Guest Blog: The epic four-movie project "Space Command" is lighting up Kickstarter with over 700 backers gathered in less than a week
With over 700 backers gathered in less than a week, the new epic four-movie project “Space Command,” by “Star Trek” screenwriter-producer-director Marc Zicree, is lighting up the crowdsourcing website Kickstarter.
“Space Command” is a reinvention of Zicree’s favorite 1950s sci-fi TV books, shows and movies, such as “Forbidden Planet," “The Martian Chronicles” and “The Day the Earth Stood Still” and in just six days has amassed a phenomenal $88,545, shooting past the $75,000 budget needed to make the first movie.
With other sci-fi luminaries involved, such as Emmy-winning visual effects guru Doug Drexler (“Defiance” and “Star Trek: The Next Generation”) and producer-director Neil Johnson (“Alien Armageddon” and “Battlespace”), “Space Command” is, as Zicree explains, an exercise in a “better way of making our dreams come true.”
For those unfamiliar with Kickstarter.com, it is a social networking and fundraising website where friends, admirers, followers, kind strangers and colleagues of the people setting up a creative venture pledge a certain amount of cash to help develop and launch the movie, book, play, song, exhibition, artistic installation or TV show they want to make.
Since April 2009, Kickstarter has helped some 20,000 projects come to fruition with the support of 1.8 million people and over $200 million. It is about building a community of like-minded creative, technical and executive individuals who come together as a team to shift a fantasy project from idea to reality.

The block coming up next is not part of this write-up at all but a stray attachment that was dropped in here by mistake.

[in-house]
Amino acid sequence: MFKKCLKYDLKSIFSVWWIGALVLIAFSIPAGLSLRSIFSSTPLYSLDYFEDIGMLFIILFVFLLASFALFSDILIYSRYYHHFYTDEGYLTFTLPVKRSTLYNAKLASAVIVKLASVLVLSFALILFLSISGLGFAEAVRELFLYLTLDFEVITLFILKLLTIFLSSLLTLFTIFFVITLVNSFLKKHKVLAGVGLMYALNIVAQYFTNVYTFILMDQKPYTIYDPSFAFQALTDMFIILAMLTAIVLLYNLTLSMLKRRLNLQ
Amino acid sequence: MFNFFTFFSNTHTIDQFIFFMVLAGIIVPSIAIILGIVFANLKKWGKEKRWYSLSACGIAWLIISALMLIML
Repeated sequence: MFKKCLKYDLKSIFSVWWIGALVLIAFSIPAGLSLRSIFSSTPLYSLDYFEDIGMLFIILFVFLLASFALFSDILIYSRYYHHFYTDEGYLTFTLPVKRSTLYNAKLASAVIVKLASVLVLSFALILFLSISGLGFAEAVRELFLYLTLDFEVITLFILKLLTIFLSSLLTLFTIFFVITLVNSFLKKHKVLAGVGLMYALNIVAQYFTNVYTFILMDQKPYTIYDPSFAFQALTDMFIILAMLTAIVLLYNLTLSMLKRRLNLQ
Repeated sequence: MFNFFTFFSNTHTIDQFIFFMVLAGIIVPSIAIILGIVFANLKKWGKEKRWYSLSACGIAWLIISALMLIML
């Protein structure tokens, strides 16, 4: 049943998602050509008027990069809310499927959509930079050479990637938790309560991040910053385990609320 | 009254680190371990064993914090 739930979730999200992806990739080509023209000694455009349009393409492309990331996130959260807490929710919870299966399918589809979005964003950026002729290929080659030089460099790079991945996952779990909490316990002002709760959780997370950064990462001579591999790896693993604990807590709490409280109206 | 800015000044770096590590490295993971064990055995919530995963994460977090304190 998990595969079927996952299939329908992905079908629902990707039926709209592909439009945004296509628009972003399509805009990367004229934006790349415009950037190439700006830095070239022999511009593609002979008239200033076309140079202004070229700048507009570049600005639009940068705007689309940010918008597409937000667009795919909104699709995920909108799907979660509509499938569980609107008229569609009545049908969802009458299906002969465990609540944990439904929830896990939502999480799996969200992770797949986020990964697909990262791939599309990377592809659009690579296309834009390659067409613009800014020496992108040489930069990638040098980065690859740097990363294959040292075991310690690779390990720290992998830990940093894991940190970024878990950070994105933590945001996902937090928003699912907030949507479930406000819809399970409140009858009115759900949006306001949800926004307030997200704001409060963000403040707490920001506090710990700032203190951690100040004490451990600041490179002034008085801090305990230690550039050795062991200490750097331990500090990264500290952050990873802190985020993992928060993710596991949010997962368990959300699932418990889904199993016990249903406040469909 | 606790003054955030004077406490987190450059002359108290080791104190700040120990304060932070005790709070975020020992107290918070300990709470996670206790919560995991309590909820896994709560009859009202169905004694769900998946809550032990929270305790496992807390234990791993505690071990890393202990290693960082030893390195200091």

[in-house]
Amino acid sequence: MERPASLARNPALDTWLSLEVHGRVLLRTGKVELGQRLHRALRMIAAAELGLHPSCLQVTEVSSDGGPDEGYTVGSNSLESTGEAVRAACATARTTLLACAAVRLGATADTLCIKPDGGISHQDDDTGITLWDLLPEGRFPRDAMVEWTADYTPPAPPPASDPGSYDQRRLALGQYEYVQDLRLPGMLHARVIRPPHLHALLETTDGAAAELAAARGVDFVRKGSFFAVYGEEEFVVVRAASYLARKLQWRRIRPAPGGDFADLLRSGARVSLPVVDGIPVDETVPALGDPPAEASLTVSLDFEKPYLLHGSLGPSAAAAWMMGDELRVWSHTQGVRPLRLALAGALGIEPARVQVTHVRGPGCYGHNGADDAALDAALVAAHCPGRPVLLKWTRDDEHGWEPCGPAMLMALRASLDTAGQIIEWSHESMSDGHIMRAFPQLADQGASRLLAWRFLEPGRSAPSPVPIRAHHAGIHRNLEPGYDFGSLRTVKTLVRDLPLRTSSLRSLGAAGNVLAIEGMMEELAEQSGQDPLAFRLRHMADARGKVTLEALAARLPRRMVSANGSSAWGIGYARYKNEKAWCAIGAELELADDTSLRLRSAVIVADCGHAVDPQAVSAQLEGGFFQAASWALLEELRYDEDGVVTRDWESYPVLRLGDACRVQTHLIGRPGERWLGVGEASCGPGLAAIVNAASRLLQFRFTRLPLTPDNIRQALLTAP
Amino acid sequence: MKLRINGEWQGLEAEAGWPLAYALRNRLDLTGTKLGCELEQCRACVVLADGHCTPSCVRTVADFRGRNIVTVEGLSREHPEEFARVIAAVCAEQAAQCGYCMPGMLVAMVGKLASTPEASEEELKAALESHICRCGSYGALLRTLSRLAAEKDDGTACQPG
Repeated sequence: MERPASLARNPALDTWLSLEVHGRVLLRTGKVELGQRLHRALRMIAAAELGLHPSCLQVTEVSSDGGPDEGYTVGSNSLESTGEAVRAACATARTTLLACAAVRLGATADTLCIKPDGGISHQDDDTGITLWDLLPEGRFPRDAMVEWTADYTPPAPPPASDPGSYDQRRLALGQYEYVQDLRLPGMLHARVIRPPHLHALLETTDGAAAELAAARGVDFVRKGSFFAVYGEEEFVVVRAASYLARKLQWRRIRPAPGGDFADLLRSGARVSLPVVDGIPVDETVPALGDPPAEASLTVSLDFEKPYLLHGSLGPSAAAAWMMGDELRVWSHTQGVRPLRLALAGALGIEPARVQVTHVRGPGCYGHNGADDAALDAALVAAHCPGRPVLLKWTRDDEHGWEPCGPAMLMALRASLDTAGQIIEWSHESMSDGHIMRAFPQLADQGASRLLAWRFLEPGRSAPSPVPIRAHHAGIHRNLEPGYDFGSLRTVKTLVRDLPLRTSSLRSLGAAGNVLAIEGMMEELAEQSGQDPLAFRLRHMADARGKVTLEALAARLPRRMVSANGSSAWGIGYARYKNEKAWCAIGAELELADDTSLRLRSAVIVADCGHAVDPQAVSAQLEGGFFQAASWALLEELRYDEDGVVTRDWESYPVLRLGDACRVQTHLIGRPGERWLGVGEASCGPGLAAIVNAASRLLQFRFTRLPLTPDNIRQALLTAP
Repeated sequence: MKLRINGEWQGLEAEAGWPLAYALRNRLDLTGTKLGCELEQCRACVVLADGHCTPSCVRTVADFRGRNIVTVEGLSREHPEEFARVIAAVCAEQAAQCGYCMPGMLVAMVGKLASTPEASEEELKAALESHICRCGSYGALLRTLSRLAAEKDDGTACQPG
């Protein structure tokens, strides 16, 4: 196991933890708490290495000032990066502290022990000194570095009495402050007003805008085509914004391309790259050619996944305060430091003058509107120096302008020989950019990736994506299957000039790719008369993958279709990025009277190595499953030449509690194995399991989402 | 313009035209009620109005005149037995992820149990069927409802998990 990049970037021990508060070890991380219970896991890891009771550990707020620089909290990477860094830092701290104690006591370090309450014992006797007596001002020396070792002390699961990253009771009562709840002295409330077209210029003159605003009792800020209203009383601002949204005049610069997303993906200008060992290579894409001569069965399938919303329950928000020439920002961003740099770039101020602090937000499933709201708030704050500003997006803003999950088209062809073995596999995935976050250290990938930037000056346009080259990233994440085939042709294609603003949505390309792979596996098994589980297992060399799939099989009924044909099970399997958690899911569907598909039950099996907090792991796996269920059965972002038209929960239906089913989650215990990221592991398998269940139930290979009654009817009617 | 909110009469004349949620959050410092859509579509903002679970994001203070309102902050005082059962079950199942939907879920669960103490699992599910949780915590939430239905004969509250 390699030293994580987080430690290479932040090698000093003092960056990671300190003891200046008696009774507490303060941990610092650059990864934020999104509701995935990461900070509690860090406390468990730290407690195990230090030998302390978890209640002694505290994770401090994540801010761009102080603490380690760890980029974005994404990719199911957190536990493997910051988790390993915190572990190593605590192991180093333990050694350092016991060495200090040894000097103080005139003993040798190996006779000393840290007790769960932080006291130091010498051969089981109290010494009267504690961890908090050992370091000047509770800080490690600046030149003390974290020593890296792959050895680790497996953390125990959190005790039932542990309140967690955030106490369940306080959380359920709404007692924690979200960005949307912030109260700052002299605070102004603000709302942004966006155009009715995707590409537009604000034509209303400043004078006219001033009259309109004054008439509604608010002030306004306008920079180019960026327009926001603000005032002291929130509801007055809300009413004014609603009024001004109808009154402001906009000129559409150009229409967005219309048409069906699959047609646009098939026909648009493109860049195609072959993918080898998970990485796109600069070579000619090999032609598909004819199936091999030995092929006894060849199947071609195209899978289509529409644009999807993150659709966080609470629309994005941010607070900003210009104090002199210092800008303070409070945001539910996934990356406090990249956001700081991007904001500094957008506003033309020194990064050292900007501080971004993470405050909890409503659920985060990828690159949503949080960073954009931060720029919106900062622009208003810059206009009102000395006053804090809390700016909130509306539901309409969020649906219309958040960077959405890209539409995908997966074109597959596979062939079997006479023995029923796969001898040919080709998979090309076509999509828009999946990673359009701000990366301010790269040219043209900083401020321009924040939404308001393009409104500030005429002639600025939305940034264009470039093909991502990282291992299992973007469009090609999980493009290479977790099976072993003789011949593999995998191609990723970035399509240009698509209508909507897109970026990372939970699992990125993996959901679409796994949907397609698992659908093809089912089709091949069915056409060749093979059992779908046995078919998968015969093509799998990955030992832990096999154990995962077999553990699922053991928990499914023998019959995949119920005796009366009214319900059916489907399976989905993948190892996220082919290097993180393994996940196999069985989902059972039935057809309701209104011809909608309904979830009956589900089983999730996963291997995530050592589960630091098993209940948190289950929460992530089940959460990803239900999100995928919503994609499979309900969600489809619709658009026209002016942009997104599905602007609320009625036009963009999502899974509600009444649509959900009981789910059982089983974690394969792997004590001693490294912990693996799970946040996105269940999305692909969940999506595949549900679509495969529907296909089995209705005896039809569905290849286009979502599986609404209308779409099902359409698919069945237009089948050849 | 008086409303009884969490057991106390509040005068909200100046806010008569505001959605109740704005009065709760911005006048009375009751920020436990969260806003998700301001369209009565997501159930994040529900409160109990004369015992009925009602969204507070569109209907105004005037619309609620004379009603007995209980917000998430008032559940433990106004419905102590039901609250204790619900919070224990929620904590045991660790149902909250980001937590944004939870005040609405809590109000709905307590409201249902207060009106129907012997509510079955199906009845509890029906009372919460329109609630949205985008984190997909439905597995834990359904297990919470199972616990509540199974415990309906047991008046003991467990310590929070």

If the project reaches its target funding goal in an allotted time period — as “Space Command” easily has done in record time — all the backers’ credit cards are charged and the project can come to life.
And the project actually happening is good for the creators and backers because, depending on their level of sponsorship, they will get a piece of the project’s “creative history.” This might be a soundtrack, a credit, studio visit or, in the case of “Space Command,” a walk-on part in the movie for a pledge of $1500.
If you want to take a look at a group of entrepreneurial producers, directors, artists, writers, actors, musicians and designers taking their destiny and creative success into their own hands, then go take a look at "Space Command" here.
Maybe you have an amazing script or concept that none of the studios or production companies are noticing. So, get a group of friends together and make it yourself. With accessible digital camera equipment and editing software readily available, you only have to spread the word online and do exactly the same as “Space Command” has done.
As a huge sci-fi and fantasy fan, I very much look forward to seeing how Zicree’s first movie in the series turns out. Watch this space, fellow geeks — it is an exciting, collaborative, empowering and magical time to be in Hollywood.
Go shoot your movie!